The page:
15 year old kayak builder Enzo Dougherty just put the finishing touches on the Mora kayak he has been working on in stages for the last two years. Kiliii consulted with Enzo and his father, Michael Dougherty, offering advice and minimal instruction when needed. Overall, this was a near entirely self-directed build which takes an incredible amount of research, time, and patience for any new builder. Enzo even re-skinned the kayak after deciding the hull needed an alteration. He had the chance to write about his build, and we are happy to share his story and some building photos with you. And if you see him out on the water, give him a shoutout! Fantastic work, Enzo!
Skin-on-Frame Mora Kayak Build Fall 2020
By: Enzo Dougherty
In 2012 my dad built a kayak. I was 8 years old at the time, and I watched him work and helped out occasionally. As I got older, I started to make more things for myself and became better at woodworking. I thought that making a kayak would be a fun project, because having a kayak that I made that I could paddle was appealing to me. When I was around 13 years old I decided to make one for myself.
I made the kayak in collaboration with my dad and my friend and his dad. My friend and I each made our own kayaks with help from our dads. I was the driving force for my kayak and did most of the work myself. For unfamiliar steps, such as mortise and tenon joints, first my dad showed me and then I made the actual joint in the boat. It took 4 weeks of build time over the course of 22 months.
About the build:
The project was to build a skin-on-frame kayak. Kayaks originated in Greenland, North America, and Canada about 4,000 years ago and were used by the Inuit and Aleut peoples.
Traditional builders designed kayaks for hunting. A hunter would quietly paddle up to prey, such as a seal or beluga whale, harpoon it, and tow the carcass back to shore behind their kayak. To sneak up on their prey, hunters needed a kayak that made very little noise when being hauled up on an ice floe or when paddling through the water. The only way to achieve these stealthy qualities was to make the bow and stern pointy and to make the boat extremely narrow, often times the same width as the paddler.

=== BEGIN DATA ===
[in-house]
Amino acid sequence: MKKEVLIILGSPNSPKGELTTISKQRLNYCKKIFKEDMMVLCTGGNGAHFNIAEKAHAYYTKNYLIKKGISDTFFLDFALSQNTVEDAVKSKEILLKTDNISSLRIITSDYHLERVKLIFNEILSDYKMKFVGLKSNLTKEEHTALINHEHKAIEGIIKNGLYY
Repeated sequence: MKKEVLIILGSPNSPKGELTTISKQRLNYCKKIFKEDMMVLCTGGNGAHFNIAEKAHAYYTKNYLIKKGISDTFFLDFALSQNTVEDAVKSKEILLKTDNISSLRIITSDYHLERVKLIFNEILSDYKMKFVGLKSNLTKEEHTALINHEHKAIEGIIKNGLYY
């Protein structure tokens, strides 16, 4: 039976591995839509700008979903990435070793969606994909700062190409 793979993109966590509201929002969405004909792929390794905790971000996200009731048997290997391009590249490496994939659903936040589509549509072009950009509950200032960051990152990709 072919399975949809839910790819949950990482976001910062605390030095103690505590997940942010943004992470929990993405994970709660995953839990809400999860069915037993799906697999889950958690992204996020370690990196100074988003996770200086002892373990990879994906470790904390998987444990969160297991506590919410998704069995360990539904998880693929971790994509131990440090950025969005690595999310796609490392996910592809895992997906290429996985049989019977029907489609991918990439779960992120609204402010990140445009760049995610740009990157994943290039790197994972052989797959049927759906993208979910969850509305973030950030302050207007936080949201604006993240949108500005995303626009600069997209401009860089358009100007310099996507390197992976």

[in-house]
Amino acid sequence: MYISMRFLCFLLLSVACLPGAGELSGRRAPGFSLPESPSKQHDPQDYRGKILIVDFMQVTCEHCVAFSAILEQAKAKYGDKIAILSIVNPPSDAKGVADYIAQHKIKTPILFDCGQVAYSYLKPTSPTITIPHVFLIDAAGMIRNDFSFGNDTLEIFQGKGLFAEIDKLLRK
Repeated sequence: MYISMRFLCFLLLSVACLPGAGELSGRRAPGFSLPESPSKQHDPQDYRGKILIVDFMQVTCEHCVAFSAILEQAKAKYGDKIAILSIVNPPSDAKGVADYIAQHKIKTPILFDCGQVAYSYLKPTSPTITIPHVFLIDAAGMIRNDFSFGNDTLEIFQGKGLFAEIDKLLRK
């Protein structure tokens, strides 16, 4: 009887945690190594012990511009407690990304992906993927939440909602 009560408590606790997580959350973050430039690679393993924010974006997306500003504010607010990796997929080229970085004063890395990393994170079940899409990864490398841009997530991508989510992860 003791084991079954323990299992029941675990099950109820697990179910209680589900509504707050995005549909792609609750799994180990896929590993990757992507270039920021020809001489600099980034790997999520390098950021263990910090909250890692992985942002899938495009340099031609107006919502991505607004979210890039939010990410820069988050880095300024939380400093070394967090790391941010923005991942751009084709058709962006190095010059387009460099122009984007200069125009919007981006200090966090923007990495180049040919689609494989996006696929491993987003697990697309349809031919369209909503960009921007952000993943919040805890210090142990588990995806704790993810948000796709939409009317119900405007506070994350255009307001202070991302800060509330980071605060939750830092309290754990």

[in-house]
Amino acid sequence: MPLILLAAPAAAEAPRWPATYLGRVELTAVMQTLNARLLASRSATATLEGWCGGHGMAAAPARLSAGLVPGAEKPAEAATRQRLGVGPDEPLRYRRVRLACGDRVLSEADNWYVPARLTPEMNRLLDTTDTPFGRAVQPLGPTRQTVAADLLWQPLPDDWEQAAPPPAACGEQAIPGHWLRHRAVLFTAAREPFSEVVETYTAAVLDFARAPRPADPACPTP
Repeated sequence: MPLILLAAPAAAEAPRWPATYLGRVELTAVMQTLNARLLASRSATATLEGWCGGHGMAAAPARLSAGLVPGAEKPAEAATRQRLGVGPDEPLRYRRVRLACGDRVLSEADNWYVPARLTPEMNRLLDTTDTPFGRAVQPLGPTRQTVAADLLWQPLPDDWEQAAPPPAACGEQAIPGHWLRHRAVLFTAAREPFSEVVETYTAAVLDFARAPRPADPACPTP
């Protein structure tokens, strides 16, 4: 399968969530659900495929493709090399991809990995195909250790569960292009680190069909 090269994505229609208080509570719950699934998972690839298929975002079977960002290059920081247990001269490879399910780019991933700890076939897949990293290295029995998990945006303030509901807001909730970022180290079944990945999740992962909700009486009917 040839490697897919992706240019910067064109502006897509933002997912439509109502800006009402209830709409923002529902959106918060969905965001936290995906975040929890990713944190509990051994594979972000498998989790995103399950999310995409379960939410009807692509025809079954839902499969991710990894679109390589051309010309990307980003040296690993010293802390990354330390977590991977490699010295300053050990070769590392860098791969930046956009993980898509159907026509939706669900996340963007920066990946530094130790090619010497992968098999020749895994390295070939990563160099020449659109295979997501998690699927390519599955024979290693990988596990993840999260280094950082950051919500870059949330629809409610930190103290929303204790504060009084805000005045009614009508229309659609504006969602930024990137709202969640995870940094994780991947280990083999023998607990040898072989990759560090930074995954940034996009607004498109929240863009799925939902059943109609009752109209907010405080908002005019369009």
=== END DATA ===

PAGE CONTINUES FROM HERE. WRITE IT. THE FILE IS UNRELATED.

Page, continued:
The frames of traditional skin-on-frame kayaks were made by lashing pieces of wood or bone together with animal sinew. Sometimes to achieve a tight bend in a piece of wood, a traditional builder would chew on the wood to soften it, make it supple and easy to bend. The Inuit used driftwood or whale bone because of the scarcity of trees in the Arctic. As for the skin, sealskin or some other type of animal hide was stretched over the frame and stitched tight. These animal hides needed to constantly be kept wet; if left to dry out the skin would shrink and crush the frame.
My kayak is a “Seawolf Mora,” designed by Kiliii Yuyan. Kiliii’s designs use modernized adaptations of traditional designs. He has studied traditional kayak design and building techniques and has spent several winters hunting with tribes in Alaska. His designs keep the long sleek looks of traditional boats but are functional for modern day use: they have room to hold camping gear and food for multi-day trips, (something traditional kayak hunters didn’t do) and are more stable than traditional designs. Because my kayak is not meant for hunting, it is longer and wider than a traditional Greenland kayak.
The frame is constructed from Western red cedar, a lightweight yet strong wood that is highly rot resistant. The ribs are curved strips that run transversely across the boat. My kayak has 23 ribs that create its overall hull shape, and give it the appearance of a marine mammal skeleton. They are made from strips of bamboo plywood that are steamed to make them pliable enough to bend. The skin is a ballistic nylon fabric, stretched and stitched over the frame until it is tight as a drum and then coated in a 2-part polyurethane. The result is not only watertight, but very lightweight: the whole kayak weighs just 30 pounds compared to 50 pounds for a fiberglass boat. Despite the light weight, it is also extremely tough: the skin can withstand being hit with the claw end of a hammer, and Kiliii has a video of him jumping on top of the kayak without damaging it. See also this video on durability testing.